|Publication number||US5546360 A|
|Application number||US 08/337,721|
|Publication date||Aug 13, 1996|
|Filing date||Nov 14, 1994|
|Priority date||Nov 14, 1994|
|Publication number||08337721, 337721, US 5546360 A, US 5546360A, US-A-5546360, US5546360 A, US5546360A|
|Original Assignee||Deegan; Thierry|
|Export Citation||BiBTeX, EndNote, RefMan|
|Patent Citations (10), Referenced by (11), Classifications (5), Legal Events (3)|
|External Links: USPTO, USPTO Assignment, Espacenet|
Military sonars and sonic medical imaging systems can be made more effective through the use of acoustic lenses. A lens is a mass of material with a speed of sound that differs from that of the surrounding medium, in this case, water. Acoustic lenses can be used to focus received rays on hydrophones or to control the output from projectors. This concept is not new; wax lenses have been studied and used for acoustic devices for many decades. But fixed blocks of delicate wax are not well suited to the needs of military sonars. Nor can fixed lenses satisfy the needs of multi-beam sonars.
A particular material that has been a laboratory curiosity for some years and is now finding a wide variety of applications can be used for acoustic lensing. It is a class of material called electro-rheological fluid. This material is made of non-conducting fluid such as mineral oil with a suspension of semiconducting particles such as alumino-silicate powder. This fluid has the characteristic that it changes several of its properties with the application of an electric field. The characteristic that has been studied most is a change in viscosity by as much as a factor of 1000. Applicable to the acoustic lens application is the increase in the bulk modulus of the fluid that also occurs when the fluid "solidifies". The speed of sound in a fluid is related to the bulk modulus by ##EQU1## where c=speed of sound B=adiabatic bulk modulus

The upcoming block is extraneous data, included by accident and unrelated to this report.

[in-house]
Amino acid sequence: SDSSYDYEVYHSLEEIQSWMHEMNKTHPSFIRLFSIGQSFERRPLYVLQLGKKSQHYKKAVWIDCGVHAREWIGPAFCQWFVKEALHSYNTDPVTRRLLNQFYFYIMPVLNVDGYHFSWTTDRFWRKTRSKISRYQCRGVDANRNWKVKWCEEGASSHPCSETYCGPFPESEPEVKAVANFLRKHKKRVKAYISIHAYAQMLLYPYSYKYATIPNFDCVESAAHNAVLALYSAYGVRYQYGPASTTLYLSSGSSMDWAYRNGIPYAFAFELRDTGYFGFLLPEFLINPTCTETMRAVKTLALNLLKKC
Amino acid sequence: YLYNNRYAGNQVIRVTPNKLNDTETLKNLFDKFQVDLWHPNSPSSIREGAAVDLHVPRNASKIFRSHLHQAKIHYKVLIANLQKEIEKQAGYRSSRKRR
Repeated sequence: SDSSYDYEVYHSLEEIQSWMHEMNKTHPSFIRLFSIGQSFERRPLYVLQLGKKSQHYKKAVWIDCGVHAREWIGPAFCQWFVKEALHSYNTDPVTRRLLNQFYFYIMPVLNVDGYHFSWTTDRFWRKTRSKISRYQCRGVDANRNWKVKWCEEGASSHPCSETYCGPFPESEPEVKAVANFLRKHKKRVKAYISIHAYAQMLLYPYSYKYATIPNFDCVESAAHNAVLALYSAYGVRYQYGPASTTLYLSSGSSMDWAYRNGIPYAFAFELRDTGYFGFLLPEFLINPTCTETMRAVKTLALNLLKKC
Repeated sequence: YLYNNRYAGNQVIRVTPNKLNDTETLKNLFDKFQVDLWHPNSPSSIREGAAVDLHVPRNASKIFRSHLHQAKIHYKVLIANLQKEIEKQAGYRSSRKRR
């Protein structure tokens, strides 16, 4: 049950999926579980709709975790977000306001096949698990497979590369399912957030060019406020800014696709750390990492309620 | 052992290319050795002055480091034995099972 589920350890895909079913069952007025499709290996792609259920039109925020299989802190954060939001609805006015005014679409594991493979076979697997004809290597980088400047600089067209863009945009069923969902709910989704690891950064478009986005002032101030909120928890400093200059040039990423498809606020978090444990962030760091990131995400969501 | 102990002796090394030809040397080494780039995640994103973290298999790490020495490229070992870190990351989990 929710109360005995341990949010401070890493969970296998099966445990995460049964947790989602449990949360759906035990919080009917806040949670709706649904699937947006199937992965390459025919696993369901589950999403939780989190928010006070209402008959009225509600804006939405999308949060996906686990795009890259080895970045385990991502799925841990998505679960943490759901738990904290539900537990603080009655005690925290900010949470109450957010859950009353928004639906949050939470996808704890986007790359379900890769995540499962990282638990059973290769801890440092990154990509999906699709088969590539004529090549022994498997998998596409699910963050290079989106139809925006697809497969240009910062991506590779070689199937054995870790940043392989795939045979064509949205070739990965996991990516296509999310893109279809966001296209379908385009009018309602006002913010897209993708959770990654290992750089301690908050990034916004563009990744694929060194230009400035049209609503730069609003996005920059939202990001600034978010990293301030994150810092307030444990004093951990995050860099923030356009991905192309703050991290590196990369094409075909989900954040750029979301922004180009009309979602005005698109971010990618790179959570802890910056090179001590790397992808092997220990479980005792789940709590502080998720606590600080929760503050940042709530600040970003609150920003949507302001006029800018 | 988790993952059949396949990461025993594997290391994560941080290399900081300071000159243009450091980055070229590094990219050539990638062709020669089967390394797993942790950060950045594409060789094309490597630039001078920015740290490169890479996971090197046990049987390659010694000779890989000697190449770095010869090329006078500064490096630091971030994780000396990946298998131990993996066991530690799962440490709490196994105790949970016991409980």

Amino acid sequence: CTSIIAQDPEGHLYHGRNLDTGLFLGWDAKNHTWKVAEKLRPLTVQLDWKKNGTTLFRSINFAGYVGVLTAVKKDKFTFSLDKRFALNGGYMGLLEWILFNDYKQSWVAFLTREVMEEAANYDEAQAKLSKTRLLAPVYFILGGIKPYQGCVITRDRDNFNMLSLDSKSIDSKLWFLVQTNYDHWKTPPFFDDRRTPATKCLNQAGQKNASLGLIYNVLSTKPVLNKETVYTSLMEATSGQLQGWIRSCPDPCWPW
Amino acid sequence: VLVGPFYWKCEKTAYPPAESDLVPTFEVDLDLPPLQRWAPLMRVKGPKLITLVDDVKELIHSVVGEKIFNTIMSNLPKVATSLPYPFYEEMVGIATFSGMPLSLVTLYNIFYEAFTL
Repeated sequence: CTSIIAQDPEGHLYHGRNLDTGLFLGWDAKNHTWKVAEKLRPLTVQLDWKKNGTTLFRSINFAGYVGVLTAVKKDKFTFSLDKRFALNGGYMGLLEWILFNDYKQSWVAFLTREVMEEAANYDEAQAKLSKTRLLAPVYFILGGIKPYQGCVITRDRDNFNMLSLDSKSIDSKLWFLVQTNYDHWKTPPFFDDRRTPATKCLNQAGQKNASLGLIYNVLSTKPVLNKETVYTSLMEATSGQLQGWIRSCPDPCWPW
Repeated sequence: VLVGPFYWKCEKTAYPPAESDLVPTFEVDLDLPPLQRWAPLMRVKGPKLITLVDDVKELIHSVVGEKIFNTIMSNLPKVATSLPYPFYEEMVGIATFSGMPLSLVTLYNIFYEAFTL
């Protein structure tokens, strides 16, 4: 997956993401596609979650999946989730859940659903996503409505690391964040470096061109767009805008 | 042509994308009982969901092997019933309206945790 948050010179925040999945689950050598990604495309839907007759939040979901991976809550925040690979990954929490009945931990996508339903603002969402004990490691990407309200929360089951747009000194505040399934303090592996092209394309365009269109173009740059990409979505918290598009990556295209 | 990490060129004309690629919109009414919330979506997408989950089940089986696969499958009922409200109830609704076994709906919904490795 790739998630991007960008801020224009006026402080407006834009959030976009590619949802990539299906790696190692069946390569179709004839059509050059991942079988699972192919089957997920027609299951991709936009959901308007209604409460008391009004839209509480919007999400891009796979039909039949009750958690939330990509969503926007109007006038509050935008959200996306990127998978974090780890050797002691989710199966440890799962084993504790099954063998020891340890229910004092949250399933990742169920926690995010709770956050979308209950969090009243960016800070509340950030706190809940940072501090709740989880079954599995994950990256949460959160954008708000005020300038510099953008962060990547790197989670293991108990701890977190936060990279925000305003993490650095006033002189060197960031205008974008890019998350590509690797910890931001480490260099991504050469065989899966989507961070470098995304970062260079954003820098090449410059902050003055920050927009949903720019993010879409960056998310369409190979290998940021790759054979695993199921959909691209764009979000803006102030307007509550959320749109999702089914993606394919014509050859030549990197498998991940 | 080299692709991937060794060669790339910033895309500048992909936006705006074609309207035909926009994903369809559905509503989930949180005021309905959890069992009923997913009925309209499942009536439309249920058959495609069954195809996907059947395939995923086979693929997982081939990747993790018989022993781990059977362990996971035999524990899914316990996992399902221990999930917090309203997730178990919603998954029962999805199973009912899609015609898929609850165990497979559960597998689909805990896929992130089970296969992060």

This equation implies that this class of material can have its speed of sound changed electrically. Controlling the electric field applied to the material adjusts the bulk modulus and the concomitant speed of sound to a desired value.
Lenses work by refracting rays with materials of differing speeds of sound. The index of refraction (the ratio of the speed of sound in a material to the speed of sound in water) is an indicator of how much refraction or ray bending can be accomplished. Optical and acoustic lenses in common application use a material with a fixed index of refraction greater than one. That is, the glass or wax used as the lens has a speed of sound greater than that in open air/water. The refraction in these ordinary kinds of lenses occurs at the boundaries between the water and the lens. The degree of refraction is determined by Snell's Law which is expressed ##EQU2## where ai =angle of the incident ray with respect to the normal of the boundary between material 1 and material 2,
at =angle of the transmitted ray with respect to the normal of the boundary,
c1 =speed of sound in material 1, and
c2 =speed of sound in material 2.
In a common glass lens the incident ray is bent at the front and rear faces of the lens according to Snell's Law. The index of refraction of the lens material is constant and higher than that of the surrounding water. Similar lens action can be obtained in a more subtle form of lens that is applicable to the lens concept of this invention. It works by having a variation of propagation speed along the length of the lens block. Incident rays are bent according to the gradient of the index of refraction and the ray path is expressed with the equation that is based on Fermat's principle of least action. ##EQU3## where n=index of refraction at the source of the ray P=position vector
dP/ds=derivative of P with respect to arc length
Gradient of the index of refraction n= ##EQU4##
Some remarkable lensing capabilities exist when the gradient is spherical, that is, when the gradient varies consistently from the core to the boundary of a spherical lens block. A particular spherical gradient was determined by Luneburg in the 1940s to be noteworthy. It is ##EQU5## where n=index of refraction r=radius variable
a=radius of lens sphere.
This gradient drops parabolically from a peak value of the square root of two at the core to one at the edge. To acoustic rays it has a slow-speed core and is the same as water at the edge.